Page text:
Lessons from history: why science policy needs to better understand the past

May 8, 2012


There is an understandable focus on the future in science policy discussions. We are often concerned with how investment in science and other research will contribute to future economic growth, health and well-being, and sustainable development. How should we invest now to bring about the future we want to see? What types of science should we support? How should that science be conducted? But the evidence that we draw upon is often about the past. What has been the result of previous investment? What impact did policies or the environment have previously? The science of science policy is largely a historical science.

Too often the analysis of the past that is used in discussions about science policy is flawed, based on anecdote or partial and distorted narratives. These stories are modified to fit present prejudice and don’t always provide the reliable representation of the past that we need for evidence-based policy making for science.

The Haldane Principle is a classic example of a myth about science policy itself. It is held up as the great bastion of UK science policy, but often without a critical analysis of where it comes from or its history. This thorough essay by David Edgerton should be compulsory reading for all researchers and people working in science policy. The result of this lack of historical context is that debates hinge around the adherence, or not, to this mythical principle which casts scientific decision making into an us (scientists) versus them (politicians) framework. Instead we need to replace this with a more nuanced debate about decision making that recognises that there are many other voices to be balanced in the question of who decides on science.

Poor understanding of the historical context also leads to inaccurate notions of how scientific discovery has happened in the past. There is a persistent narrative that science contributes most when scientists are left to pursue their curiosity, unencumbered by considerations of application. But is this really always true?

No. For example, there is an excellent discussion of Maxwell’s work on electromagnetism by Simon Schaffer in Nature from last year. Two quotes sum up the conclusions:

Maxwell’s magnificent work of the 1860s is an excellent example. Rather than a stately progression from abstract theory to solid application, it was the product of a web of markets, technologies, labs and calculators in the workshop of the world.

In sum, On Physical Lines of Force is an odd text to use as example of the unyielding purity of physical science. Maxwell’s formulae did not appear in their most familiar form until almost 25 years after its publication. The four famous equations linking electromagnetic forces and fluxes owe their elegant and economical vector form to a brilliant London telegraphist, Oliver Heaviside. He published them in 1885 in The Electrician, a trade journal for electrical engineers and businessmen.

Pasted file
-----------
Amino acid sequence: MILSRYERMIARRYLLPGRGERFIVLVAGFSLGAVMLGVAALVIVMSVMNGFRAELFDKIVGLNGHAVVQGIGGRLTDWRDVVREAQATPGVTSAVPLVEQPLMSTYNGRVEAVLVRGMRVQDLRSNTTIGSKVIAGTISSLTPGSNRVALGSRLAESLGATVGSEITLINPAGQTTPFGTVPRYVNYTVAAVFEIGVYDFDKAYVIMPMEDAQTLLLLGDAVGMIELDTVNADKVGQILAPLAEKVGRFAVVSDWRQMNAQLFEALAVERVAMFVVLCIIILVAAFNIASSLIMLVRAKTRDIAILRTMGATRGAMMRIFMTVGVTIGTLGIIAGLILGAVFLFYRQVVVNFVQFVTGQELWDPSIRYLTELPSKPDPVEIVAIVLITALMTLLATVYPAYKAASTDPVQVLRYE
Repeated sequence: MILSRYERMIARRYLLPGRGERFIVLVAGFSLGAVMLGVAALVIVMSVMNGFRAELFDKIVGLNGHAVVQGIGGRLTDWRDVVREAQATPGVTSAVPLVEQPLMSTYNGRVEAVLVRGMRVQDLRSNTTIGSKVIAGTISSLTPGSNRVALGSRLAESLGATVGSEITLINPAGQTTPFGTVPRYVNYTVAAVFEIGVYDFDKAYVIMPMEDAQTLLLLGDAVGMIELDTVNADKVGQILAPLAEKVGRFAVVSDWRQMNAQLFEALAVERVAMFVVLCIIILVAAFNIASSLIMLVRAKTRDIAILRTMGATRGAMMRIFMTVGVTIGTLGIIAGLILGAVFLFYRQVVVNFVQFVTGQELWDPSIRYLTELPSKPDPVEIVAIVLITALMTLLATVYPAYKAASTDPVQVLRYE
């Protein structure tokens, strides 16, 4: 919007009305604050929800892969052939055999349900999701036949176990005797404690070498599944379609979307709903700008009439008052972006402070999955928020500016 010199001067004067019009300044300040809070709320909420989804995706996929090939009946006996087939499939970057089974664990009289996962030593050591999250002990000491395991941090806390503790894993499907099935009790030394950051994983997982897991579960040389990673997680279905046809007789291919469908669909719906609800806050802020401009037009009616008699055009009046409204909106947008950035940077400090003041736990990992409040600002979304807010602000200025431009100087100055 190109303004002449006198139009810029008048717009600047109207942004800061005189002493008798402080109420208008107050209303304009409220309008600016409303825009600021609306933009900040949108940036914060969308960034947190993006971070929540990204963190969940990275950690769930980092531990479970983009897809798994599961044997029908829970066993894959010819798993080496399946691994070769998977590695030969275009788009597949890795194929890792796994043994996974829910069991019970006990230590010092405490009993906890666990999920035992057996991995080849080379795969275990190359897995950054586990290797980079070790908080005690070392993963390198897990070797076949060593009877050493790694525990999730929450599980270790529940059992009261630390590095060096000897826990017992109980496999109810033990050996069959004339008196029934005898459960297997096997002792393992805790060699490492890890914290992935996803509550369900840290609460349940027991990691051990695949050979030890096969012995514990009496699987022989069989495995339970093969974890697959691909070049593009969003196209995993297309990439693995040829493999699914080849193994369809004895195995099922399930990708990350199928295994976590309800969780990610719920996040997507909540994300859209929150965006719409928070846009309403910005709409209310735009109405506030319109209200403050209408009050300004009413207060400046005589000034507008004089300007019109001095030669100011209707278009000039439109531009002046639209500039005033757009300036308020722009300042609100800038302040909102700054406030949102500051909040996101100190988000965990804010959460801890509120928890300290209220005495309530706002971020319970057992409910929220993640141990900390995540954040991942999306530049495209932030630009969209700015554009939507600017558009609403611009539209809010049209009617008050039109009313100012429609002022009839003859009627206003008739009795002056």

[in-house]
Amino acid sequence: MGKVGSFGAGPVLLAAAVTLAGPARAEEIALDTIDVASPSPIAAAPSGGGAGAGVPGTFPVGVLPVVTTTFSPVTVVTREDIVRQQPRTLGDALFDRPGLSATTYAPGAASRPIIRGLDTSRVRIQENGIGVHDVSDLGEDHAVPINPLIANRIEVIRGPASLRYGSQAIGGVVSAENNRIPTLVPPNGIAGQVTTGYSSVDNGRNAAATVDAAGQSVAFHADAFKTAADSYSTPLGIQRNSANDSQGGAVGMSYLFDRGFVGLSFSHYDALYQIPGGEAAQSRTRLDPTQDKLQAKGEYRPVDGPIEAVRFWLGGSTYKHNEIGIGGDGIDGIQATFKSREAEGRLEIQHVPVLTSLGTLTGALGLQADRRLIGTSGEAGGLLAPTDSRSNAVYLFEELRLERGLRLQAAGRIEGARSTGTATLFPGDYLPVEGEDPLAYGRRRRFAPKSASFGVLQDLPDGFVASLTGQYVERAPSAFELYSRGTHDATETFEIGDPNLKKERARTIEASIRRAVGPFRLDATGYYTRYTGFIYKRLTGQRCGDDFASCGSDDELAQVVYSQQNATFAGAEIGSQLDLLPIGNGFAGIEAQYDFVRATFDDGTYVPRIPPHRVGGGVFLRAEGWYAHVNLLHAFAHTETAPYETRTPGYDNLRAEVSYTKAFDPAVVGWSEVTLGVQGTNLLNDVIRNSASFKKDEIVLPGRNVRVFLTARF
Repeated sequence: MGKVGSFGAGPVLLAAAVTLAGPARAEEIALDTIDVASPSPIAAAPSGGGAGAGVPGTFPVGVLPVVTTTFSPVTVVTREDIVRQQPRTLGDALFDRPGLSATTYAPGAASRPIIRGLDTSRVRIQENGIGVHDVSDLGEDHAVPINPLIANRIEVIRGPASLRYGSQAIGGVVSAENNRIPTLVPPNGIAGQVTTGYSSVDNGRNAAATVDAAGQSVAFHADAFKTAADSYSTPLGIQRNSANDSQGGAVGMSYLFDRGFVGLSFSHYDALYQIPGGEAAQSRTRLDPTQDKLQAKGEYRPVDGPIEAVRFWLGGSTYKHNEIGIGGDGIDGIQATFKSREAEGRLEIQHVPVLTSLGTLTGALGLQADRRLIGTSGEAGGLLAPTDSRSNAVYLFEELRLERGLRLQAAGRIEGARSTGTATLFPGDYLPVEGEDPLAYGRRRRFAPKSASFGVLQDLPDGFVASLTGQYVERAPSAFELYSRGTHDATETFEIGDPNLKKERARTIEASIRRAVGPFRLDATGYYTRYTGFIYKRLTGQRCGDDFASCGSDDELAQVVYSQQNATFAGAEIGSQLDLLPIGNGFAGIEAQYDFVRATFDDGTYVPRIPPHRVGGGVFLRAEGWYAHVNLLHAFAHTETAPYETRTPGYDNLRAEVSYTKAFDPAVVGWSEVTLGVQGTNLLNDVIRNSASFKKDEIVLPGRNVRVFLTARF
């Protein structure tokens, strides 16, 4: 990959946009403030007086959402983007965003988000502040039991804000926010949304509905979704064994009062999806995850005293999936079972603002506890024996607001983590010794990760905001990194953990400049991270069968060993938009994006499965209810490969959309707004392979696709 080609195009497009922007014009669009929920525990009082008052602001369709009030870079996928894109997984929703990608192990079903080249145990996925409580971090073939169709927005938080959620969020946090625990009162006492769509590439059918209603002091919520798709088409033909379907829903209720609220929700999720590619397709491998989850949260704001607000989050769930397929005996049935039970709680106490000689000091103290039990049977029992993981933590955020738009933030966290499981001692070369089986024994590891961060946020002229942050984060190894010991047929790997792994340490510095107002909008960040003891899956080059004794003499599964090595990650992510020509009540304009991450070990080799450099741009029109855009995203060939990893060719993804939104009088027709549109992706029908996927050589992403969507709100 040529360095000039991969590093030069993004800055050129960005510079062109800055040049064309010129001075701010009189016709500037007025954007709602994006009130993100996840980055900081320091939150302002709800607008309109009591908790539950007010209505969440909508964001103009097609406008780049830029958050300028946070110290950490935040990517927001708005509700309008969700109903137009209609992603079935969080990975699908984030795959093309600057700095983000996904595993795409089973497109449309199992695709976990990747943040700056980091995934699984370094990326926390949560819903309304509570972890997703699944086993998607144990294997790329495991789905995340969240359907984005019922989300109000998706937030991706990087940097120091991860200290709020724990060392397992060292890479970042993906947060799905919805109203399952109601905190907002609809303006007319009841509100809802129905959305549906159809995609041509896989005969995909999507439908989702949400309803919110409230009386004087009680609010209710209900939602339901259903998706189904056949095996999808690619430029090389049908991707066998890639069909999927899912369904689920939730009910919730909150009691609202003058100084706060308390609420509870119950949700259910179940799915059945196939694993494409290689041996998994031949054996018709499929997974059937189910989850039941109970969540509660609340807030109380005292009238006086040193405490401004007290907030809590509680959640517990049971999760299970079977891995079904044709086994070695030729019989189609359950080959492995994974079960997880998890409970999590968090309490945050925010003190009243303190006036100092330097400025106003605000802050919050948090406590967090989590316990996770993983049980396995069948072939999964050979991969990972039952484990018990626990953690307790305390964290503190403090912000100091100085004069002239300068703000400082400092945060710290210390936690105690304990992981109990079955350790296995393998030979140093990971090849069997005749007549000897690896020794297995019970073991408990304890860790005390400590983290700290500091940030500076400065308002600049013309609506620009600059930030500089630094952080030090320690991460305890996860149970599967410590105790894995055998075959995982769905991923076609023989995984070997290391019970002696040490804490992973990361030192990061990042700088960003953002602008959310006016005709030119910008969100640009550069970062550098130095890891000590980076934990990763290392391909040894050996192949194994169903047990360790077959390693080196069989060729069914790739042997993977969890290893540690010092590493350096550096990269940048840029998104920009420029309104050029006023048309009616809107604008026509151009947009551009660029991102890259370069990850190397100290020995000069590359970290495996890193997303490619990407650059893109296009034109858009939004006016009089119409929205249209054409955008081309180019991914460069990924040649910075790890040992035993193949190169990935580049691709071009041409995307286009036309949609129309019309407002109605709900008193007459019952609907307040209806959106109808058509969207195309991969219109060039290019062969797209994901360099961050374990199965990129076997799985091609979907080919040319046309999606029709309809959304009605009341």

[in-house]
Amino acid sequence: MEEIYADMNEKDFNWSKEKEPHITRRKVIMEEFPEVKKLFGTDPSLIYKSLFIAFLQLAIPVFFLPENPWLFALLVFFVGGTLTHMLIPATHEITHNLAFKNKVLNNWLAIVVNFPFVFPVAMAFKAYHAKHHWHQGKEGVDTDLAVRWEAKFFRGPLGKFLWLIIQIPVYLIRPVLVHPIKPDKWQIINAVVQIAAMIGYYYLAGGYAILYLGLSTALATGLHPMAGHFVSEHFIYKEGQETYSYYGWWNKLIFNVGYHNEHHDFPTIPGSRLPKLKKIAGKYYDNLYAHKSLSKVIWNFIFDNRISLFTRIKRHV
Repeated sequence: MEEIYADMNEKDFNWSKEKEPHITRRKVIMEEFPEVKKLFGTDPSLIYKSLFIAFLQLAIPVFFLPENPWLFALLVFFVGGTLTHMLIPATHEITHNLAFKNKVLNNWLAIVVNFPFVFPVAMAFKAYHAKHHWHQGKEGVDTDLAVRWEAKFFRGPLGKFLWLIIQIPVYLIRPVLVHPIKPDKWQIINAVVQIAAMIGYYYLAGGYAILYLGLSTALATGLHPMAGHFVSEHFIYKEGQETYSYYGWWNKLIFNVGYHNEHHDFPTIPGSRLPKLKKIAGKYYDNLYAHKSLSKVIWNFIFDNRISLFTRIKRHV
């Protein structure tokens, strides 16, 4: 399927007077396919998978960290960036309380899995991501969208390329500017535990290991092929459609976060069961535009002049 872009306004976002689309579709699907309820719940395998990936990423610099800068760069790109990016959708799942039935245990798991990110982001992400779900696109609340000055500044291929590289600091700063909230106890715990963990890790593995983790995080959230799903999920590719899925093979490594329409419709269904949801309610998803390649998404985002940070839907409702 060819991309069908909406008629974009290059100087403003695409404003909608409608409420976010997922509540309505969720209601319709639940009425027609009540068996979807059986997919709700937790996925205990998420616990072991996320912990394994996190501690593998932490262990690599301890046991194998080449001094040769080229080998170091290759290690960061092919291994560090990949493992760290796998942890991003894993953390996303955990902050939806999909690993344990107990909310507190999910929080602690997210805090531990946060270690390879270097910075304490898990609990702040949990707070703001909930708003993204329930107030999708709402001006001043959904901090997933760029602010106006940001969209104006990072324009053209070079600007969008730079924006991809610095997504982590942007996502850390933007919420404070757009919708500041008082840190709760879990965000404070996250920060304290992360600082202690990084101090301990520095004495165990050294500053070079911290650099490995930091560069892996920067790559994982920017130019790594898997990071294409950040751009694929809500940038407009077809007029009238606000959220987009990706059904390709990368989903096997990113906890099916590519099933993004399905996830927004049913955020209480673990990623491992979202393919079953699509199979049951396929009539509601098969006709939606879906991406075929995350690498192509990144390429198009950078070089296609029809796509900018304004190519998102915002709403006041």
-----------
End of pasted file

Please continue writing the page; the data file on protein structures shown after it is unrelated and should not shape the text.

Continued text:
As Peter Medawar wrote in the 1960s, we need to be careful not to get carried away by an excessively romantic notion of the pursuit of science. His thinking was explained and amplified by Tom Webb recently.

Sound analysis is also important in understanding how innovation has worked in the past. For example challenge prizes for innovation are often mentioned in the context of Harrison and the Longitude Prize. But as the Board of Longitude project shows the story is rather more complicated than is often appreciated, and even that “There was no such thing as the Longitude Prize“.

Historical evidence is important for the development of science policy, but we need to make sure it is the best evidence available. Experts in the history of science have a key role to play in the policy-making process of today.


5 Responses to “Lessons from history: why science policy needs to better understand the past”

  1. hilarysutcliffe Says:

    Aah yes, very good Stephen. I have just been reading a few books on cognitive biases and it is astonishing how we deliberately reinvent the past to suit our current preoccupations.

    I wonder also if there is more room for real futuristic thinking, instead of tweaking and reinventing the past. I think there are many people thinking interesting thoughts on your concept of a “nuanced debate about decision making that recognises that there are many other voices to be balanced in the question of who decides on science”, but it appears to me to require quite radical thinking which is quite scary and perhaps unproven. But then again, maybe what looks radical might not be so radical if it is compared to other areas, sectors, approaches?

    • stevenhill Says:

      Thanks for the comment Hilary. I agree that there is a lot to discuss in ‘nuanced debate’ comment – probably needs a whole post of its own.

  2. bspolicy Says:

    Very interesting Stephen. This is the subject of one of our forthcoming Policy Lunchbox events, as Will Thomas (Centre for the History of Science, Technology and Medicine, Imperial College London), joins us on 12 September to talk about ‘Science policy history as morality tale, data points, or precedent?’

    We felt there was a gap in the discussion in this area.


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